I have received many emails about the newly released Wound Care Local Coverage Determination (LCD) released by Novitas, the Medicare Administrative Carrier (MAC) for the following states: Colorado, New Mexico, Oklahoma, Texas, Arkansas, Louisiana, Mississippi, Delaware, District of Columbia, Maryland, New Jersey, and Pennsylvania.
The Novitas Wound Care LCD will become effective for services performed on or after 11/09/2017.
You can find a pdf version of the LCD here.
I will address some of the concerns that have been expressed in emails to me. However, it’s important to know that the final Novitas LCD was vastly improved over the draft LCD thanks to the combined advocacy of many organizations under the umbrella of the Alliance of Wound Care Stakeholders. The Alliance participated in the January 2017 public meetings and submitted written comments in March 2017. I hope you will go to the link below on the Alliance website and read the comment letter which had to be prepared over a very short time frame.
As you read the detailed comment letter prepared by the Alliance in response to the Novitas proposed rule, remember that the people who respond to these LCDs are clinicians just like you who, after a busy day seeing patients, spend countless late nights looking up references and wordsmithing these letters.
It is gratifying that Novitas seriously considered the Alliance comments and made many changes to the final policy in response to the Alliance member efforts. The Alliance communicated directly with the Novitas Medical Directors, Drs. Patterson and Lalla, who seemed appreciative for the thoughtful input they received.
This is a big topic to cover, but here are a few “wins” in the final LCD compared to the draft:
- There is now more flexibility in performing debridements and NPWT.
- There is coverage for disposable NPWT.
- Novitas eliminated the language in which wound volume or surface dimensions needed to decrease by 10% per month or 1 mm/week.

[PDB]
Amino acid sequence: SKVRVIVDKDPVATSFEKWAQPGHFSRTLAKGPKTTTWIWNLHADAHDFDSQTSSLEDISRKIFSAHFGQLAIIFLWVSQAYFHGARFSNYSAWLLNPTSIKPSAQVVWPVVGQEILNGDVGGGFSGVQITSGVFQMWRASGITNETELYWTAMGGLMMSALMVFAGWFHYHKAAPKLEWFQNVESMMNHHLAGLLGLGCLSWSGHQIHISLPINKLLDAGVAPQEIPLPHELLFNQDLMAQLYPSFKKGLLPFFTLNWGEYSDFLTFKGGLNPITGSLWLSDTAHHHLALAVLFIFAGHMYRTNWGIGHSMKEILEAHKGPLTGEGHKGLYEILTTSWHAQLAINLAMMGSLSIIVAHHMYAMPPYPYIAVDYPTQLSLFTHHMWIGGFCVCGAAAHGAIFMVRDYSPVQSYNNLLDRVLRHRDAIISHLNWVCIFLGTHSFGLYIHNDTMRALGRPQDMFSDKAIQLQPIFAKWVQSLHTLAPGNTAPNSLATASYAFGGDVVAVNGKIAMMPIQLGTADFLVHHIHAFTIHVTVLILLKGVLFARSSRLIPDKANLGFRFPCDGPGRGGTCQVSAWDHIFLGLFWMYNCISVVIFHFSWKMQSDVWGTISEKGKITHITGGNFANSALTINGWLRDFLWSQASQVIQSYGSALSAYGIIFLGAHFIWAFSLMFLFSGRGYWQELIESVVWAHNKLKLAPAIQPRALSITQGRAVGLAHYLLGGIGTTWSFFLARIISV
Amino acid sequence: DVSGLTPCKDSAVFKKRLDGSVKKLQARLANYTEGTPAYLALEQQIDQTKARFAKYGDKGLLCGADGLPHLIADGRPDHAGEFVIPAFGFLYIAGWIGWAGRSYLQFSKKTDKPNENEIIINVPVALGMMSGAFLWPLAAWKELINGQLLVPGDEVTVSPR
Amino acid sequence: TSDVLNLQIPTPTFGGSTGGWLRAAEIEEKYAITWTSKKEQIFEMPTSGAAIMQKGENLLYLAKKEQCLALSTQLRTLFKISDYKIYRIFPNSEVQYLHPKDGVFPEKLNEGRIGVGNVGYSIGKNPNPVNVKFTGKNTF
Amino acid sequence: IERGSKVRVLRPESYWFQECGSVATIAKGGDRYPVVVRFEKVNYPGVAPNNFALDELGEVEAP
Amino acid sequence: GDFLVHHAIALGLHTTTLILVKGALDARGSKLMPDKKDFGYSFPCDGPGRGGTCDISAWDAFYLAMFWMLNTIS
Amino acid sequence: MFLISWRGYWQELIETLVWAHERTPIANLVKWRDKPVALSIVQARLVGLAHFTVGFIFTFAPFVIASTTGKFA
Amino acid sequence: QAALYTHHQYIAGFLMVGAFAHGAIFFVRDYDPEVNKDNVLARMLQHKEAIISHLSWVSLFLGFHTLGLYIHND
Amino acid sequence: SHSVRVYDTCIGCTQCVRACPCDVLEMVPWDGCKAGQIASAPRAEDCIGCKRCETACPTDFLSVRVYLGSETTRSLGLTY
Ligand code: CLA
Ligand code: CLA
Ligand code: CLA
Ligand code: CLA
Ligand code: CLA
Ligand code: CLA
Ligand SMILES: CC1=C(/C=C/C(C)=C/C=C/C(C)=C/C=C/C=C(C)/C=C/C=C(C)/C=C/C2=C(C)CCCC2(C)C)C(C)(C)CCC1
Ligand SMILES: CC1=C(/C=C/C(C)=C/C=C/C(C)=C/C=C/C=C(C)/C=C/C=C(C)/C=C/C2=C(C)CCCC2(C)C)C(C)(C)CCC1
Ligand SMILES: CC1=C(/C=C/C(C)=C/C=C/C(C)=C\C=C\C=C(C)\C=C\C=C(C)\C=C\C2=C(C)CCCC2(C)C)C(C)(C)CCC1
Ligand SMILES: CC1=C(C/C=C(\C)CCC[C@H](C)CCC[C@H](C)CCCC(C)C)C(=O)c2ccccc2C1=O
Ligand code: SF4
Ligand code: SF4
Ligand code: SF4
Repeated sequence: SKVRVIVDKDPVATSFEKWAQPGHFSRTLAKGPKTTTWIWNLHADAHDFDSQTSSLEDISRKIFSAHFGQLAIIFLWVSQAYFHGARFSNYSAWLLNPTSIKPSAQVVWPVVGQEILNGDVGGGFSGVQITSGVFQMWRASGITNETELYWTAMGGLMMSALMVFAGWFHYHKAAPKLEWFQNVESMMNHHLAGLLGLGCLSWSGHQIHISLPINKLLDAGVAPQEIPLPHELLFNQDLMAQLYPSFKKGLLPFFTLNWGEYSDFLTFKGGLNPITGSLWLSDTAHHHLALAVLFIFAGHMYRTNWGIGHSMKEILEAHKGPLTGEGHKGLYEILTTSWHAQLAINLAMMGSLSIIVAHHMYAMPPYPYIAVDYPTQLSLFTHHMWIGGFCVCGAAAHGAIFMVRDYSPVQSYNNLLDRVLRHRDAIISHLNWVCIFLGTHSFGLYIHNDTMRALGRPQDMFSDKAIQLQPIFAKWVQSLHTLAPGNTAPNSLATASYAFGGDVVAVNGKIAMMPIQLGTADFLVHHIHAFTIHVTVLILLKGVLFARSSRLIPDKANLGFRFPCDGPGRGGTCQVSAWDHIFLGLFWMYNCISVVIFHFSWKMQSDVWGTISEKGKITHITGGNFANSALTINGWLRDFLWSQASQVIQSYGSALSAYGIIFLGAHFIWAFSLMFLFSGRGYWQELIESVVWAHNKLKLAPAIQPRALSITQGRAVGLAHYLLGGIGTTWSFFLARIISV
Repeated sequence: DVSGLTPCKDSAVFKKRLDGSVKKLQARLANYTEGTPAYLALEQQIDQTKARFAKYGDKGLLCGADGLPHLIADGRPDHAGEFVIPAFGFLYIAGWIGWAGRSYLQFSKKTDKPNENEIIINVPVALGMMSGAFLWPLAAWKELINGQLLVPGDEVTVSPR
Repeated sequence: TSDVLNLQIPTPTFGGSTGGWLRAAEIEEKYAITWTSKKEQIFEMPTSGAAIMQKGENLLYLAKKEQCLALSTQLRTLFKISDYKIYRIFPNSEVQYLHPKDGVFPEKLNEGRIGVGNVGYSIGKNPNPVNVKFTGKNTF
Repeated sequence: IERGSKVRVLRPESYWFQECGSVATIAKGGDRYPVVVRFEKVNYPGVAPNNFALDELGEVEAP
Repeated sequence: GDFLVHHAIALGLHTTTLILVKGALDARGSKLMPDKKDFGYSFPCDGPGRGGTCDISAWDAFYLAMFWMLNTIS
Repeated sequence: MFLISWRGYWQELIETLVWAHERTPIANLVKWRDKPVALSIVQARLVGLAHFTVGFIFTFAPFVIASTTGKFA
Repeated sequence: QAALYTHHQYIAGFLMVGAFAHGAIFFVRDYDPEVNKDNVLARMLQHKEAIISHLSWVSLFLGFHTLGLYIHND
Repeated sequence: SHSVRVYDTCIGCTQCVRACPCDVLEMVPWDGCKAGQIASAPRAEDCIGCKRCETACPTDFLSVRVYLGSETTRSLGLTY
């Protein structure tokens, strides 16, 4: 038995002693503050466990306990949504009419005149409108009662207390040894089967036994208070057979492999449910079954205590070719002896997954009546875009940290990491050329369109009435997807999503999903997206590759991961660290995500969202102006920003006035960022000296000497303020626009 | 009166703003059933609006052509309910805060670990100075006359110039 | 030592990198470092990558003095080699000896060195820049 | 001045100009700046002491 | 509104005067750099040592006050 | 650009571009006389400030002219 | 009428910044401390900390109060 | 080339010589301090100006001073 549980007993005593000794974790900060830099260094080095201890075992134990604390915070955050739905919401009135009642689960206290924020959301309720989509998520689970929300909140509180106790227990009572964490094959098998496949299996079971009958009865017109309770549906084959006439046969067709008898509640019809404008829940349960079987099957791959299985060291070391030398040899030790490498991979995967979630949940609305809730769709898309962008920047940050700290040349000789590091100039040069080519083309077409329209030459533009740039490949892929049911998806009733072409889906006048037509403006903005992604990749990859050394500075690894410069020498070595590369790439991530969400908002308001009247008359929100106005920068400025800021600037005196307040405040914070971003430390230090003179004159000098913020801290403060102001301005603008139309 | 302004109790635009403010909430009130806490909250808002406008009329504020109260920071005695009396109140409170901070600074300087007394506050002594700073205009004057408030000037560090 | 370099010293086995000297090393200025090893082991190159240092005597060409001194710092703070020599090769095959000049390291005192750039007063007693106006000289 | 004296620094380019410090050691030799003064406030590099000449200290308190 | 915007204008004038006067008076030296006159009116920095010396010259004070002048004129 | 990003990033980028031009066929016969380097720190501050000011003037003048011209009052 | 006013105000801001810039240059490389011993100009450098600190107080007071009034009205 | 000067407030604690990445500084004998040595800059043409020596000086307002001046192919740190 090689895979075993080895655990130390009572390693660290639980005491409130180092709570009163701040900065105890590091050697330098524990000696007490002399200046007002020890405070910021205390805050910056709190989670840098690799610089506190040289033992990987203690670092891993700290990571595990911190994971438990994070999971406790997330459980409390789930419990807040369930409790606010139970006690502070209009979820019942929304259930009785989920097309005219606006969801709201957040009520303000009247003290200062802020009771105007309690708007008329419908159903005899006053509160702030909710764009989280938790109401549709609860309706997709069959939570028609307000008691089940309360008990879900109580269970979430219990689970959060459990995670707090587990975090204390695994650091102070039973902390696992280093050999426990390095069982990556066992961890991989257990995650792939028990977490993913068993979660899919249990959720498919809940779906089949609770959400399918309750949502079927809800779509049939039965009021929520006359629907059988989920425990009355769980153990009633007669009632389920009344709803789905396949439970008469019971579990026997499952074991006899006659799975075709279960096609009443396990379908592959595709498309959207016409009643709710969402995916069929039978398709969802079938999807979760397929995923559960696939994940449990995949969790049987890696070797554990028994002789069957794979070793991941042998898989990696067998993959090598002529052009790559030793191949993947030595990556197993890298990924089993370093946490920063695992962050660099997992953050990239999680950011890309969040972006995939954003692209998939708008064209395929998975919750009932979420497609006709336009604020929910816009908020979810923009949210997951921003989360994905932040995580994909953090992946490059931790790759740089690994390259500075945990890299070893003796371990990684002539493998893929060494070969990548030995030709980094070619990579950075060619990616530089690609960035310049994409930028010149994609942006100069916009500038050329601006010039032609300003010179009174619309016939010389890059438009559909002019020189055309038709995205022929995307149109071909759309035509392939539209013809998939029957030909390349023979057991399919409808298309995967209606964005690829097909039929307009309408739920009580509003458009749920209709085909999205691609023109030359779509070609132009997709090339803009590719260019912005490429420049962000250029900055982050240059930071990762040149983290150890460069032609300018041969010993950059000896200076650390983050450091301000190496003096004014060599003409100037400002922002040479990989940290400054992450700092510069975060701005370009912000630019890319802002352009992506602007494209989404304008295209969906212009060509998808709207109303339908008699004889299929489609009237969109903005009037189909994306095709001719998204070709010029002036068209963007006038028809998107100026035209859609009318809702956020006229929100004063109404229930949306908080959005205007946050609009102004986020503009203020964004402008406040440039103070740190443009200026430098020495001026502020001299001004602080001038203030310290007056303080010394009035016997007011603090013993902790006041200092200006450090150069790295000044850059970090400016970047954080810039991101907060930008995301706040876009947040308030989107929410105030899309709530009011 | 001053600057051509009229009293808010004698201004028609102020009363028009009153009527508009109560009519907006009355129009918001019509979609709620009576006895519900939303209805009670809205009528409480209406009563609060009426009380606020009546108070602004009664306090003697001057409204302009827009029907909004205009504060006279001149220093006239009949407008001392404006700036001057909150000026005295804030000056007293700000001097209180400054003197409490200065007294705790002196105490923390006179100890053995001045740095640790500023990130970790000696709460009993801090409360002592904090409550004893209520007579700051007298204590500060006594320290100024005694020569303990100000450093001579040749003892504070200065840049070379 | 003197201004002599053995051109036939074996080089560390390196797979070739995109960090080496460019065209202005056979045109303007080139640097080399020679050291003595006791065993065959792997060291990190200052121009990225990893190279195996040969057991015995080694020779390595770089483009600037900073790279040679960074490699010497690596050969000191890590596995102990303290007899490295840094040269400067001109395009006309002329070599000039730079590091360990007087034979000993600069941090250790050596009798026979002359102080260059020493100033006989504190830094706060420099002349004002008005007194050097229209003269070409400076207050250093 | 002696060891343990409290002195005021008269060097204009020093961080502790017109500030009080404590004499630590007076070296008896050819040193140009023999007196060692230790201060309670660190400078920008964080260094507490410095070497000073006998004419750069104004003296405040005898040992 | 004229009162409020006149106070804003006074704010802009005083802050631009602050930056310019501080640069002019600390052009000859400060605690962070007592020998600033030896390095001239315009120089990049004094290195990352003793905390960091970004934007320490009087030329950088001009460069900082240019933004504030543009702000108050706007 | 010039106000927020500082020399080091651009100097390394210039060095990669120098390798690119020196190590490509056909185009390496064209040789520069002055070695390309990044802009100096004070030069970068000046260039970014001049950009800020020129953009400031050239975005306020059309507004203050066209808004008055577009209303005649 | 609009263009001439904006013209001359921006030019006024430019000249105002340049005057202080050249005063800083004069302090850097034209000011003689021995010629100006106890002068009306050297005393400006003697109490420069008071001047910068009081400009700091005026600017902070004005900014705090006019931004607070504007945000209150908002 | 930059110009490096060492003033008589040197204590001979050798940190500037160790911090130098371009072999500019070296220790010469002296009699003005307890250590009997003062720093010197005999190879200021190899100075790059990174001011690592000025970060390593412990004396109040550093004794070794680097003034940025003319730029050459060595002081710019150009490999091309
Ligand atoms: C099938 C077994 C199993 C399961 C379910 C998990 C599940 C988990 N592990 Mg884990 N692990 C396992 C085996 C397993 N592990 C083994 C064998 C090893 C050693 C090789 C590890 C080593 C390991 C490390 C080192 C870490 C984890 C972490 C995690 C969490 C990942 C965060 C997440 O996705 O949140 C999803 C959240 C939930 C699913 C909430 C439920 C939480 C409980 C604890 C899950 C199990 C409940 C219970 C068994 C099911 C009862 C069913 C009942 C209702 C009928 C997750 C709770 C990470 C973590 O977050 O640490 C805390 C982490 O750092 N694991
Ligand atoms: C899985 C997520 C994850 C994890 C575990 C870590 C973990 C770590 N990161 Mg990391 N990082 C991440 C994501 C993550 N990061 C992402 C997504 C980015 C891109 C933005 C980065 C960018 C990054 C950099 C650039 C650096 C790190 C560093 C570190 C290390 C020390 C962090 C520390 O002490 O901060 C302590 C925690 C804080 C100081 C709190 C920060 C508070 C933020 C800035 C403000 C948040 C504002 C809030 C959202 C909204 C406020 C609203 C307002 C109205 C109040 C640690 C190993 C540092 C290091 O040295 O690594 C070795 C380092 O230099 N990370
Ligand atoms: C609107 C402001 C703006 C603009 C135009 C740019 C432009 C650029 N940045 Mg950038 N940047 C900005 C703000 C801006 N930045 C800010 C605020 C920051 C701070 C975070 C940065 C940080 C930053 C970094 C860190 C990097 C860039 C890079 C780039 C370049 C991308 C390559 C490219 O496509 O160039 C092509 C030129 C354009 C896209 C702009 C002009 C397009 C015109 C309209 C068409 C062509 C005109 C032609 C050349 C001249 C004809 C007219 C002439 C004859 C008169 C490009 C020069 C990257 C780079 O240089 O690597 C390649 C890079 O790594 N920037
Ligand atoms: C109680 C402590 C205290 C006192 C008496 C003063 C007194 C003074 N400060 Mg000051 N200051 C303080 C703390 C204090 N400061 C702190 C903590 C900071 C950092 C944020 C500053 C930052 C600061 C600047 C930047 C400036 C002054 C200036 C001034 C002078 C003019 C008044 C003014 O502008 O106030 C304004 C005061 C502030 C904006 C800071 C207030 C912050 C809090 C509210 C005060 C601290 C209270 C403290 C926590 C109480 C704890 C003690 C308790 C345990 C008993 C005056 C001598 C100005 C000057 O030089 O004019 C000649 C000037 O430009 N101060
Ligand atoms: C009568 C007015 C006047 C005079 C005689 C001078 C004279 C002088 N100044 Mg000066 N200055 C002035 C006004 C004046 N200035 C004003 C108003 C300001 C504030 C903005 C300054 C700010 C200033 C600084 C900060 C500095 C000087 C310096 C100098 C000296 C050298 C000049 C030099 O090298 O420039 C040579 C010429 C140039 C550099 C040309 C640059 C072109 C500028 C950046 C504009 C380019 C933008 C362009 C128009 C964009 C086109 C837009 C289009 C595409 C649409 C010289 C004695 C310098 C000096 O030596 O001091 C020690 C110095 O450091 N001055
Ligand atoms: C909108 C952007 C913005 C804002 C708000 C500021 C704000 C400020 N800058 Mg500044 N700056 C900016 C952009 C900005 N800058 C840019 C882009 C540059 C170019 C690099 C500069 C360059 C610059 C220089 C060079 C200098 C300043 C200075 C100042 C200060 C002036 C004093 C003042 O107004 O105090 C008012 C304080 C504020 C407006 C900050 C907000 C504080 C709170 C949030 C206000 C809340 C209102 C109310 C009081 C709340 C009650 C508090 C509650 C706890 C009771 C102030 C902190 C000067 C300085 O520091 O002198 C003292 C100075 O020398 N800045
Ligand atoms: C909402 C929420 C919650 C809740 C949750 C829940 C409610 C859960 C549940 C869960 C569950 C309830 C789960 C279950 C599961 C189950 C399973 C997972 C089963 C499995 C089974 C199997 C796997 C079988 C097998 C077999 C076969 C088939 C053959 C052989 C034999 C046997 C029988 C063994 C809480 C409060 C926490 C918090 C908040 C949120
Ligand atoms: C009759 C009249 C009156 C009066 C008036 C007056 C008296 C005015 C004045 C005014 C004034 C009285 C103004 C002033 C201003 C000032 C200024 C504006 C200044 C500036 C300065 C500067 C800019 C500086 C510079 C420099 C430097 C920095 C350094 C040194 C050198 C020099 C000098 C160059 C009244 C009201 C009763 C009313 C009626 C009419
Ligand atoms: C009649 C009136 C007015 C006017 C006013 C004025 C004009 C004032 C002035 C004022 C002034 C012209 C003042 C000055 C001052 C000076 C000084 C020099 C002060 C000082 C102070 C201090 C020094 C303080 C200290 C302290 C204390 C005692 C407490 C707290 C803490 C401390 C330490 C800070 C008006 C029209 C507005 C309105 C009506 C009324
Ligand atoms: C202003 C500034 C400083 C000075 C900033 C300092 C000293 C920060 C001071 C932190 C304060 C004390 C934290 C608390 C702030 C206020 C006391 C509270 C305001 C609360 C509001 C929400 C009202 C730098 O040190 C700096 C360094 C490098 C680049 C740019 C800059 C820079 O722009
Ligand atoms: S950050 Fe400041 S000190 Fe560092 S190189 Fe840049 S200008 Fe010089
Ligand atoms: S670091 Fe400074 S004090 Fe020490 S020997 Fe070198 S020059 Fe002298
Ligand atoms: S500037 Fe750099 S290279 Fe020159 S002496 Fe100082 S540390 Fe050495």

- There is now coverage for Palliative (Wound) Care, and
- Several areas in which clinically inaccurate information was placed in the draft policy were corrected in the final policy.
Everyone should review the final LCD, even if you are not in a state covered by Novitas. Novitas policies tend to act as a bellweather for the other MACS. Even though it is not perfect, I would call this a success story for advocacy through the Alliance.
There are a lot of specific issues in the Wound Care LCD that are worth discussing. Because the topic is so big, I will break it into several blogs. I’d like to tie a lot of threads together in this discussion, starting with the Value in Health article that just came out on the cost of chronic wound care, performed by the Alliance and published open source so that a complete copy is available to you here:
What we learned from the Value in Health study (see Table 4) is that the largest portion of Medicare costs for wound care are in the outpatient setting and in 2014 alone, Medicare spent (at a minimum) $9.9 Billion dollars on outpatient wound care. However, $35.8 Billion is the high estimate for outpatient wound care costs. It is possible that the high estimate is the more accurate one because the mechanism of outpatient billing makes it easier to determine whether charges were related to a specific wound diagnosis.
How does the Novitas LCD link to the Value in Health article on the cost of chronic wound care? Even though Medicare has not had accurate figures on the total cost of chronic wound care, due in part to the broad scope of diagnoses and procedures involved, for more than a decade, data have been accumulating that suggest overutilization of some wound care services. The MACs have only a blunt tool available to curtail over utilization, if they believe that it occurs, and that is to simply put limits on covered services. Next I will talk about the history of this issue.